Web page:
Tuesday 30 September 2008
Nick Arnull makes this lovely salad bowl and servers
1.The finished salad bowl and servers. Looks like a delicious salad, too!
I have seen many superb examples of salad bowls at other turners homes but it is one particular item I have made for other people but not for my wife Jane.
Hopefully now when we have guests they can ask, "Is this one you made Nick?" And I will happily be able to answer, "Oh yes!"
In the January and February issues of Woodturning (see WT184 and WT185) I looked at rough turning and re-turning to the lathe. I covered rough turning in considerable depth including making nested bowls. For this project, I used one of these rough turned bowls that has been residing patiently in the top of my workshop.
The salad bowl needs to be made of an interesting timber so it looks attractive on your table; and the base of the bowl needs to be large enough so it is stable in use. For the design, consider what diameter and depth is required, how many you need to serve and how easy is it to toss your salad in the bowl. It is also important that the finish you use is food safe and it can be replenished. Vegetable oil is always good because it can be found in most kitchens.
For my salad bowl, I chose sweet chestnut (Castanea sativa) but ash (Fraxinus excelsior), beech (Fagus), sycamore (Acer), walnut (Juglans nigra) or even fruit woods (if the sizes required are available) are also ideal.
To compliment this bowl, I made the salad severs using a contrasting timber, in this case, walnut (Juglans nigra) as it would be lovely and dark with a coat of oil. The blank was 25mm (1in) x 25mm (1in) x 230mm (9in).
Glossary Rollover a term to view its definition
- Bowl Gouge
A cutting tool with a deep flute and a heavy cross-section. These are normally made from round bars and the flute is milled out. The round bar fits into the handle thus giving the tool a great deal of strength to enable it to overhang the toolrest a long way in order to hollow out deep bowls. Its primary function is for faceplate - or bowl turning - but it can also be used in spindle work. The bevel angle is ground to suit the user but is anything between 40 degrees and 80 degrees. Traditionally, bowl gouges are ground straight across, but many turners prefer to grind the wings back. There are many terms for a swept back bowl gouge - fingernail grind, O'Donnell grind, Irish grind, Ellsworth grind, lady's finger - to name a few. There may be subtle differences in these grinds, but generically they are all bowl gouge grinds where the wings have been ground back.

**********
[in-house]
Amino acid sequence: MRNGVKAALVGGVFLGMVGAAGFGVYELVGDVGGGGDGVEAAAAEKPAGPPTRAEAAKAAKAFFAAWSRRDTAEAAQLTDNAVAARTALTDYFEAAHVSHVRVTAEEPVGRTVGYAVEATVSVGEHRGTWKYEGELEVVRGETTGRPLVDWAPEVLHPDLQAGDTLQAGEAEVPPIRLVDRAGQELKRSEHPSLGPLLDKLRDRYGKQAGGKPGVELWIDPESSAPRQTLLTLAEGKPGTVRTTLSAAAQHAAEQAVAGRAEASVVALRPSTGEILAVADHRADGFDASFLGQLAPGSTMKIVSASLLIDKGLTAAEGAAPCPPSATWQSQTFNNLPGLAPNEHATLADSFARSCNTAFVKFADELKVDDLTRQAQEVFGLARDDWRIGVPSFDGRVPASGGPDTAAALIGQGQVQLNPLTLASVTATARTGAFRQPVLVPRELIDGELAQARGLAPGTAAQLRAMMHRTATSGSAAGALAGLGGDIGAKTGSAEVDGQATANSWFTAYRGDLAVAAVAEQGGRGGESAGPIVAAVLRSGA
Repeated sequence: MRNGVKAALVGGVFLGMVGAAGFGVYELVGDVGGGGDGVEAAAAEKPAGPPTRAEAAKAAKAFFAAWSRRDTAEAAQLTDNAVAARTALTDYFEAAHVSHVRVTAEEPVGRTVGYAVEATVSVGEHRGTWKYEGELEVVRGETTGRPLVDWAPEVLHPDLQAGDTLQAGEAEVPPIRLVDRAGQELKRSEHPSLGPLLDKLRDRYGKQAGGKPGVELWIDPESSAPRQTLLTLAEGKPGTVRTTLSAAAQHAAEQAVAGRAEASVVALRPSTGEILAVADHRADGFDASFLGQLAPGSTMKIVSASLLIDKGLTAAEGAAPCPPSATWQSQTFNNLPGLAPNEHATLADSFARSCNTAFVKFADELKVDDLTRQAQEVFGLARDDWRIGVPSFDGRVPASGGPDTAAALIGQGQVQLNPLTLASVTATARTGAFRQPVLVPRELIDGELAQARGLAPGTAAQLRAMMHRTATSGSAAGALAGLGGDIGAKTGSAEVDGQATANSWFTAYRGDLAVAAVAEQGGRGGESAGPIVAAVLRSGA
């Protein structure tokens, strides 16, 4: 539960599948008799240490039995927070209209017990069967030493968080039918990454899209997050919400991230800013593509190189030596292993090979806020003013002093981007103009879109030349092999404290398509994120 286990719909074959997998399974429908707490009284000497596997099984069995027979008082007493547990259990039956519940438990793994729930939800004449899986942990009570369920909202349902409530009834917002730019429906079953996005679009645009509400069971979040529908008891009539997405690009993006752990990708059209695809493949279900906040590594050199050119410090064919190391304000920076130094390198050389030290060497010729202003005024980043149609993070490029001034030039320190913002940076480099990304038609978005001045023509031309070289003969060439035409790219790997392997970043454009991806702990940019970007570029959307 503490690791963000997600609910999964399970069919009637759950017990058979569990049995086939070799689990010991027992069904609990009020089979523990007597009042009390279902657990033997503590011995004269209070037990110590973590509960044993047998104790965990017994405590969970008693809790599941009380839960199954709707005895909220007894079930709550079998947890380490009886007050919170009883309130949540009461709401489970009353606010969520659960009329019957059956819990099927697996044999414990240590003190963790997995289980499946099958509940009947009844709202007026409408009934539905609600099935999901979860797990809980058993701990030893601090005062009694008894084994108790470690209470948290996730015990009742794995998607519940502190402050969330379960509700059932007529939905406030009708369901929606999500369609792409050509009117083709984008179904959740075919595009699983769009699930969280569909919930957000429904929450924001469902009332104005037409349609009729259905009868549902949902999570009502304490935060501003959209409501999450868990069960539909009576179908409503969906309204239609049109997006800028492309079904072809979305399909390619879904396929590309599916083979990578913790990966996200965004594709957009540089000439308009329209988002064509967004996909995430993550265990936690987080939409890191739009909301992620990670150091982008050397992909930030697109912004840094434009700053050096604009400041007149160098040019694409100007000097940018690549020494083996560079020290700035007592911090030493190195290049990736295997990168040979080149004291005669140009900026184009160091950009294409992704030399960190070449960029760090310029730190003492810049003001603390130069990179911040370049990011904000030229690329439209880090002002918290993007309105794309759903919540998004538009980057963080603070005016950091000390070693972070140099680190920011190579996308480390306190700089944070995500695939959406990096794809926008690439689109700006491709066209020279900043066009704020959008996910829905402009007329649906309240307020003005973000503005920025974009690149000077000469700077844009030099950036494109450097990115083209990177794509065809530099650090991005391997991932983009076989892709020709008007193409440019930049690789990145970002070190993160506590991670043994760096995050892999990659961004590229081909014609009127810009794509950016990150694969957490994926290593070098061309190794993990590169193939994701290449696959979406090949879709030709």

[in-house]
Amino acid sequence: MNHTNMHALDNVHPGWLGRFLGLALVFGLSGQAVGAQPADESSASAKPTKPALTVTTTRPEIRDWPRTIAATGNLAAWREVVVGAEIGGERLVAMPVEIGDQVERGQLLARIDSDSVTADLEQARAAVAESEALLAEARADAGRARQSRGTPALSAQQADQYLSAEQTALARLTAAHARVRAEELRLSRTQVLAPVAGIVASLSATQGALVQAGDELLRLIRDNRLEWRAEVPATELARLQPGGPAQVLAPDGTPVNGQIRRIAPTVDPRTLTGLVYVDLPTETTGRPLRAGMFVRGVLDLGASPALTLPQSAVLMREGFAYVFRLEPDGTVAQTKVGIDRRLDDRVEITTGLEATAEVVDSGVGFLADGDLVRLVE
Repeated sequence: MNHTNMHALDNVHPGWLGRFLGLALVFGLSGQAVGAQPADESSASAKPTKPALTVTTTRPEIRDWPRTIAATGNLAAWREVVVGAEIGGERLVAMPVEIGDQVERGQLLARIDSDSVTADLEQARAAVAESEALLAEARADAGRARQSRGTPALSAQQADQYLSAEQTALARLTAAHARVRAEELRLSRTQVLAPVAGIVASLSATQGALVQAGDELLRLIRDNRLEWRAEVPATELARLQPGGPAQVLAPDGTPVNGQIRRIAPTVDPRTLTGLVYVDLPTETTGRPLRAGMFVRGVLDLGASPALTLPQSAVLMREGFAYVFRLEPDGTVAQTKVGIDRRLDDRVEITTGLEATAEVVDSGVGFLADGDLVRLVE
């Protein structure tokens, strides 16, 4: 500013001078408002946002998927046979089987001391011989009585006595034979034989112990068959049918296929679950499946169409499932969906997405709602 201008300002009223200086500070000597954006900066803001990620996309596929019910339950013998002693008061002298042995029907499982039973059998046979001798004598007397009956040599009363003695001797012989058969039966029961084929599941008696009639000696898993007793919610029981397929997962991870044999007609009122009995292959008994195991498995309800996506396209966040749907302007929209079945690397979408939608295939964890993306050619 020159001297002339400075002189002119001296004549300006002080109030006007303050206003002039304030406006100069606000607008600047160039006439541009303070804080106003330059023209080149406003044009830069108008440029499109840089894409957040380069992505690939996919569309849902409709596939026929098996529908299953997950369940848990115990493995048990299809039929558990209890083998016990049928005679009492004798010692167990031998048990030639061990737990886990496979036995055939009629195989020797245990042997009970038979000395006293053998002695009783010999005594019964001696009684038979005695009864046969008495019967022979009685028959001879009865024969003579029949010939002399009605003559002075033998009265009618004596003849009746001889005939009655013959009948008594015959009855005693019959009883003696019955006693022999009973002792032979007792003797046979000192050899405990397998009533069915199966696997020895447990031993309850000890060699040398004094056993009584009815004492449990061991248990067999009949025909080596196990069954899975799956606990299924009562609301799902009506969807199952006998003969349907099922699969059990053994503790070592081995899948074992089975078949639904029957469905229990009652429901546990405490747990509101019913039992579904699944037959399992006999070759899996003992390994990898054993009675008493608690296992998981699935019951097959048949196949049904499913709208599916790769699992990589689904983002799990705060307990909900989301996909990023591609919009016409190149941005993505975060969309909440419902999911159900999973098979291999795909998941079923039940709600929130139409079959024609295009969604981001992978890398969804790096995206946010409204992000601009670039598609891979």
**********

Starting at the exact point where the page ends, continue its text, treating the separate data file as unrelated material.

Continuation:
As its name suggests, scrapers scrape the wood rather than cut it and generally leave a poorer surface finish on the wood than cutting tools. Unlike cutting tools, do not use the bevel rubbing technique with a scraper. In fact the 'bevel' is really a clearance rake and allows the cutting edge to come to a sharper edge. Sharpen or hone it often and take very light cuts with a scraper. You should get shavings; if you are only getting dust, resharpen it. Scrapers come in all shapes and sizes - square edge, round nosed, French curve, box scrapers and hardwood scrapers. The picture shows a 1/2 inch round nosed scraper.
- Skew Chisel
An extremely useful tool but has a reputation for being difficult to control. Certainly you can get some nasty catches with it but it is worth mastering. It is used mainly in spindle work and produces a very fine finish from the tool, requiring little, if any sanding. Planing cuts, peeling cuts and slicing cuts can be made with the skew as well as turning beads, coves and 'V' cuts.
Typically, the cutting edge is ground at 60 degrees to the axis of the tool - hence the term 'skew' and the tool has two bevels whose inclusive angle is anywhere between 25 and 45 degrees.
Skews are now made in three styles - rectangular section, oval section and rolled edge section.
- Always use a rough turned bowl if you want it to be round when finished
- Mix enough adhesive to glue the handles to metal bits and know what solvent is required to clean up any excess
- Have everything to hand and work in a clean area
- Always use a freshly sharpened tool for the final cut on any work
- Do not apply oil to parts of your work that require gluing as they may resist the glue
- Use new discs when power sanding. They can quickly become dull and will appear to be cutting but will only be generating heat instead
health and safety
- Protect your eyes and lungs at all times, and work at a speed that you feel comfortable and safe.
- Always reduce the lathe rotation speed when using wood that is not round, and when using alternative chucking methods that you are not familiar with.
- Keep the tool rest between you and the work. Never let your fingers cross over to the other side.
Diagrams Click an image to enlarge